Beyond Limits: American post-industrial sculpture in the rolling hills of Derbyshire 

For the last twelve years Sotheby’s has held its annual show of contemporary outdoor sculpture at Chatsworth House, one of England’s finest stately homes. Each year the curatorial team provides a stunning recontextualisation of large-scale works, dotting them around the house’s Capability Brown-designed gardens. The show has varied in theme year on year – international artists, British artists – but this iteration takes as its focus the great American pioneers: Sol LeWitt, David Smith, Julian Schnabel amongst others.

As the senior international specialist Simon Stock commented, American mid-century and contemporary art seems to be having a moment in the UK. The Tate’s current exhibition Soul of a Nation: Art in the Age of Black Power comes hot on the heels of their Agnes Martin blockbuster, and Abstract Expressionism and America after the Fall at the Royal Academy.

For obvious reasons, it is perhaps no surprise that America is in vogue, yet what is particularly interesting about many of the works on show at Chatsworth is how they speak the language of post-industrial decline. Girders and oxidised steel seem particularly jarring in the luxurious context of Chatsworth's grounds – in the house’s 2010 refurbishment, its window frames were regilded – but it is a productive tension. Works like Beverley Pepper’s Curvae in Curvae (2017) or Richard Serra’s Lock (1976-7) or indeed, Mark di Suvero’s The Cave (2015) feel arresting in their rarefied surroundings, the rawness of their materials amplified. Likewise, the three works of former art world wild child and polymath Julian Schnabel are reinvested with their iconoclastic rebelliousness when set amongst the Palladian and neoclassical set pieces of the Chatsworth estate.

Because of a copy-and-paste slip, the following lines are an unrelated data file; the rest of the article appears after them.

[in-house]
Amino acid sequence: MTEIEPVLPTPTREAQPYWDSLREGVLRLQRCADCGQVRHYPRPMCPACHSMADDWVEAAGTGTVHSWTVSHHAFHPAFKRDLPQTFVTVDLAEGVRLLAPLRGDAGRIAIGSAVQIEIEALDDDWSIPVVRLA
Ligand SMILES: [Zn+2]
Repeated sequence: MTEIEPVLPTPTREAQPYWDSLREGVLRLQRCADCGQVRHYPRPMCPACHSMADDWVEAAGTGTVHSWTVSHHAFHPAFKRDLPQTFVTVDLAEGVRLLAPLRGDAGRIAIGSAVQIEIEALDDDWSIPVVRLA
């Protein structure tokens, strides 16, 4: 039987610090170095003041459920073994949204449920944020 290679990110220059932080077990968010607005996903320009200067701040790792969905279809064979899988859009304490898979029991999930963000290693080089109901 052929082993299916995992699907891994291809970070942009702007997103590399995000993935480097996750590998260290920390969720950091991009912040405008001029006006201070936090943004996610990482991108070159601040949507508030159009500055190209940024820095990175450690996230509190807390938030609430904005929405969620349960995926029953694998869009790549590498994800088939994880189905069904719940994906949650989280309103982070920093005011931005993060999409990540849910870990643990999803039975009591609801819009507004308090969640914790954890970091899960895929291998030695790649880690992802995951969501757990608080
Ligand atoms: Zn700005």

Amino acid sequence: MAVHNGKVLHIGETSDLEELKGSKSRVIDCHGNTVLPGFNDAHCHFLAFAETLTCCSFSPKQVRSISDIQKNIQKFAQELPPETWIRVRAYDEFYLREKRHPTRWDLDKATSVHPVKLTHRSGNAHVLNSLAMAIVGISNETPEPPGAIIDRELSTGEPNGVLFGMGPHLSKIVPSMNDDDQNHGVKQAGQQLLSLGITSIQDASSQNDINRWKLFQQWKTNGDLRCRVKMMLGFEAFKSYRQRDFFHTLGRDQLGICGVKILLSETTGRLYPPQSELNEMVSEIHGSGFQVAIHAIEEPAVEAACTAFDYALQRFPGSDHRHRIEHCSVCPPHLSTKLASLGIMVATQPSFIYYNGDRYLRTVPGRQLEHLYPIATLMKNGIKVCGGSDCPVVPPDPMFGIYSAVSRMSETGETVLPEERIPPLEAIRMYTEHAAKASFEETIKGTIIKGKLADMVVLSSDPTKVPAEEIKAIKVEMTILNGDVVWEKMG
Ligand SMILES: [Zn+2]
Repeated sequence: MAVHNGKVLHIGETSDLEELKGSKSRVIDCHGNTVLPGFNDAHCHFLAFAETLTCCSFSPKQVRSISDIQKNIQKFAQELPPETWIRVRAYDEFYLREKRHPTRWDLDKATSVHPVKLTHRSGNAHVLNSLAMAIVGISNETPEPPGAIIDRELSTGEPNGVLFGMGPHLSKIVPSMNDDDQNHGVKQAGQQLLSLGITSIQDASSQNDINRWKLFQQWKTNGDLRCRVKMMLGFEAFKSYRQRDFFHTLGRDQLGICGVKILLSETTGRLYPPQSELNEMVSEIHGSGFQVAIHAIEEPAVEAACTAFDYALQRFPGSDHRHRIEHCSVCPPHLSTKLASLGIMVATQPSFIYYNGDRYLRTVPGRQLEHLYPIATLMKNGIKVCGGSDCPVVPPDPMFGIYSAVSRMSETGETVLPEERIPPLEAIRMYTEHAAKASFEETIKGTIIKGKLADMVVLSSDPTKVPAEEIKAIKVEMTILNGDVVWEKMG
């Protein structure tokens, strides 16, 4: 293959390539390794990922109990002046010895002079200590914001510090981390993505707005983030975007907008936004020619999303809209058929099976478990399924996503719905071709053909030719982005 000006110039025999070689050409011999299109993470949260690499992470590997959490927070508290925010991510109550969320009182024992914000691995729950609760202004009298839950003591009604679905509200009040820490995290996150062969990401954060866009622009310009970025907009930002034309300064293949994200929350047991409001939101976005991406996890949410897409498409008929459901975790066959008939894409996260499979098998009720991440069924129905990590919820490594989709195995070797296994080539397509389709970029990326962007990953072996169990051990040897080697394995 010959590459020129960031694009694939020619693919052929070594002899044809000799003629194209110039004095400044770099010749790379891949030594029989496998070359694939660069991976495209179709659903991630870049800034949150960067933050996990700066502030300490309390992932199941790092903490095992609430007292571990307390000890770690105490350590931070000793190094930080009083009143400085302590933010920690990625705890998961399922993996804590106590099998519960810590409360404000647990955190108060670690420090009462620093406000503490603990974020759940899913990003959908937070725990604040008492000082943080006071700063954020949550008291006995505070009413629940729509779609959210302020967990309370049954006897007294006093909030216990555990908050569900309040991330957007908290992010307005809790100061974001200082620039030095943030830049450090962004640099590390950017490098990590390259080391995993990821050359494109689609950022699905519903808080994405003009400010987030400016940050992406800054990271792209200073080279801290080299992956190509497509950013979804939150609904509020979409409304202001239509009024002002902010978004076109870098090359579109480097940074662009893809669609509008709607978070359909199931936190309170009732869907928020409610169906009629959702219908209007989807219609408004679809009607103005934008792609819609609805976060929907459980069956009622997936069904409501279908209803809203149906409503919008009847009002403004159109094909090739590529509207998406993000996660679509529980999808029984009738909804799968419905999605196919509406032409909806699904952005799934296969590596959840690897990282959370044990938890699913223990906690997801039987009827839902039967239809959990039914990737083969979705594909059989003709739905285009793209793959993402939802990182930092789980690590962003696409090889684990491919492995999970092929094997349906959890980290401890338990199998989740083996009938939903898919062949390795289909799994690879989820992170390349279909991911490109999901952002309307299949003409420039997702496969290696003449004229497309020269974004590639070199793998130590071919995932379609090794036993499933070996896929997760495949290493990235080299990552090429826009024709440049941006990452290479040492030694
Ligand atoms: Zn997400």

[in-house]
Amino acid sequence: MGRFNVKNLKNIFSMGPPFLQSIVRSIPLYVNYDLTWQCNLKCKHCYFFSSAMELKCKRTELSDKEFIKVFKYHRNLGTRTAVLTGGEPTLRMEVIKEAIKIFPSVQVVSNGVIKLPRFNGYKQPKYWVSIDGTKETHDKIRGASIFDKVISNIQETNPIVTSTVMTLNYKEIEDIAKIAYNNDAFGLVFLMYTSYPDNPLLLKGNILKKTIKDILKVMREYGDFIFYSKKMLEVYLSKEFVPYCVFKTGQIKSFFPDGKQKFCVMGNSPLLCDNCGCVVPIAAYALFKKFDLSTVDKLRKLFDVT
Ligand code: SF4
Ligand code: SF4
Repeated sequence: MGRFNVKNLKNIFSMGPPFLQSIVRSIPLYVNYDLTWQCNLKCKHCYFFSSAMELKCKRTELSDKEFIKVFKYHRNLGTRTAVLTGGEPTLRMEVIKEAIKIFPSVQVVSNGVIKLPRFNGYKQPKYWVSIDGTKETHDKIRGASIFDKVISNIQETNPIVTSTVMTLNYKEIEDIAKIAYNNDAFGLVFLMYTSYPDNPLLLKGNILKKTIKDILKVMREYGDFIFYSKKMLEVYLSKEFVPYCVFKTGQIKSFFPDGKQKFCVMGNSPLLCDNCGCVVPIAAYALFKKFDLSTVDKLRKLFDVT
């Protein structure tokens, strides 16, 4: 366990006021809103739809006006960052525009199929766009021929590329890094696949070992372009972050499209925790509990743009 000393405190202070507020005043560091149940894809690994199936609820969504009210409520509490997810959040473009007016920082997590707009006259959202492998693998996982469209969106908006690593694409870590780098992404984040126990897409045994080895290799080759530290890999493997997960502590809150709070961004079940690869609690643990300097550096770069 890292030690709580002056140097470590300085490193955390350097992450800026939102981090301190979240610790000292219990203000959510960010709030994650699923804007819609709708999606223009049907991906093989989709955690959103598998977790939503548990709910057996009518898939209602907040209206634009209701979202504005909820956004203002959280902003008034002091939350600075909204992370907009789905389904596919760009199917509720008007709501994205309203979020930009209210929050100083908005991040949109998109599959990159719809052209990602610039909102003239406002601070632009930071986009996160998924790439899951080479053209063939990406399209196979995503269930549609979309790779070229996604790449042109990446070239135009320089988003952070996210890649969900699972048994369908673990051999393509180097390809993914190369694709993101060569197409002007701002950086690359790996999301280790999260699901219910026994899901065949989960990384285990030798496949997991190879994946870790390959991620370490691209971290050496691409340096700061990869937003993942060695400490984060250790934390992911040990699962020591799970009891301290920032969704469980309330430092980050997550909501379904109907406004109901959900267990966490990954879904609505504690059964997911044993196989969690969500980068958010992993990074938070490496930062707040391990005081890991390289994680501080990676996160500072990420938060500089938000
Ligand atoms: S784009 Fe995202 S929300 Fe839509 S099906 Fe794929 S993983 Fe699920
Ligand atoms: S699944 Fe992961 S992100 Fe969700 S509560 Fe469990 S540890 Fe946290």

A different juxtaposition comes from Wendell Castle’s 1971 Big M – with its large, cartoonish shape and colour – and the looming dark void of Tony Smith’s 1967 Source. Together these pieces have a playful sense of possibility, of stretching the limits of what sculpture could and should be. In this vein, what looks like a simple pile of bricks provides the exhibition’s most conceptual piece: Sol LeWitt’s Irregular Progression (Griesdorn) (2003), a sculpture that has no form beyond a set of precise instructions on how to construct it.

The golden stone of Chatsworth at times threatens to overwhelm some of the works, and it is strange to see them in the context of a house rather than a gallery or sculpture park, but the successful works rise above their context. Perhaps the most elegant is David Smith’s Voltri Bolton X (1962), a work that was formed from casts of abandoned industrial objects he found in a factory in Voltri where he worked in the lead-up to the Spoleto Festival. Smith’s sculptures have often been described as “drawings in space” and it is this lightness that seems to fit so well in the grounds of Chatsworth, the object elevating the context, as much as the other way around. §

Tony Smith, Source, 1977.

Robert Indiana, One through zero, 1990.

George Rickey, Column of four squares excentric gyratory III, 1990.

David Smith, Voltri Bolton X, 1962.

Wendell Castle, Big M, 1971.

Wendell Castle, Big M, 1971.

Joel Shapiro, Untitled, 2011-2017.

Robert Morris, Barrier, 1980s.

Julian Schnabel, Golem, 1986.

Robert Morris, Barrier, 1980s.

Julian Schnabel, Si Tacuisses, 1990.

Sol LeWitt, Three-sided pyramid, 1991. 

Sol LeWitt, Irregular Progression (Griesdorn), 2003.

Claes Oldenburg and Coosje van Bruggen, Leaning Fork with meatball and Spaghetti II, 1994.